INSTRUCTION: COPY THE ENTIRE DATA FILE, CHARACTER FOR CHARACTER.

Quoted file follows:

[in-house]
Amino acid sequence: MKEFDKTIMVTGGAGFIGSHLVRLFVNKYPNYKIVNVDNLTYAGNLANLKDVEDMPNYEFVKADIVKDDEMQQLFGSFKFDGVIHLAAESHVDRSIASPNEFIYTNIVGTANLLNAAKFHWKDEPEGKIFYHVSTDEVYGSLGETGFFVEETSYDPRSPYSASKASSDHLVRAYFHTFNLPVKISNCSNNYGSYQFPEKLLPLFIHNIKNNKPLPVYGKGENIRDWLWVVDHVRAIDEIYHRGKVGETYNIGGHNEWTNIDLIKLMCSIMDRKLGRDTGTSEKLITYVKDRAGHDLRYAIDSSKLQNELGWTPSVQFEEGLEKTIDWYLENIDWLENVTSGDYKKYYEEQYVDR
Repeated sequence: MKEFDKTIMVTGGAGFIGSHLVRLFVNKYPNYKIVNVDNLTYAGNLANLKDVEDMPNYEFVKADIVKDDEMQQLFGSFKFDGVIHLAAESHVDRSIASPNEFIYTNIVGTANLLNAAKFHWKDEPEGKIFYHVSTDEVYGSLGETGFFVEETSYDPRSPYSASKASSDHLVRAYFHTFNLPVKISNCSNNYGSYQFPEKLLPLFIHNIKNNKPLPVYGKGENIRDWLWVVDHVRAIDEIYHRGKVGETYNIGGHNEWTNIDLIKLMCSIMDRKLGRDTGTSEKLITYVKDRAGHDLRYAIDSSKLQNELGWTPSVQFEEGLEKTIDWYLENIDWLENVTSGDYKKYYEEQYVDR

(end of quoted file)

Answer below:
[in-house]
Amino acid sequence: MKEFDKTIMVTGGAGFIGSHLVRLFVNKYPNYKIVNVDNLTYAGNLANLKDVEDMPNYEFVKADIVKDDEMQQLFGSFKFDGVIHLAAESHVDRSIASPNEFIYTNIVGTANLLNAAKFHWKDEPEGKIFYHVSTDEVYGSLGETGFFVEETSYDPRSPYSASKASSDHLVRAYFHTFNLPVKISNCSNNYGSYQFPEKLLPLFIHNIKNNKPLPVYGKGENIRDWLWVVDHVRAIDEIYHRGKVGETYNIGGHNEWTNIDLIKLMCSIMDRKLGRDTGTSEKLITYVKDRAGHDLRYAIDSSKLQNELGWTPSVQFEEGLEKTIDWYLENIDWLENVTSGDYKKYYEEQYVDR
Repeated sequence: MKEFDKTIMVTGGAGFIGSHLVRLFVNKYPNYKIVNVDNLTYAGNLANLKDVEDMPNYEFVKADIVKDDEMQQLFGSFKFDGVIHLAAESHVDRSIASPNEFIYTNIVGTANLLNAAKFHWKDEPEGKIFYHVSTDEVYGSLGETGFFVEETSYDPRSPYSASKASSDHLVRAYFHTFNLPVKISNCSNNYGSYQFPEKLLPLFIHNIKNNKPLPVYGKGENIRDWLWVVDHVRAIDEIYHRGKVGETYNIGGHNEWTNIDLIKLMCSIMDRKLGRDTGTSEKLITYVKDRAGHDLRYAIDSSKLQNELGWTPSVQFEEGLEKTIDWYLENIDWLENVTSGDYKKYYEEQYVDR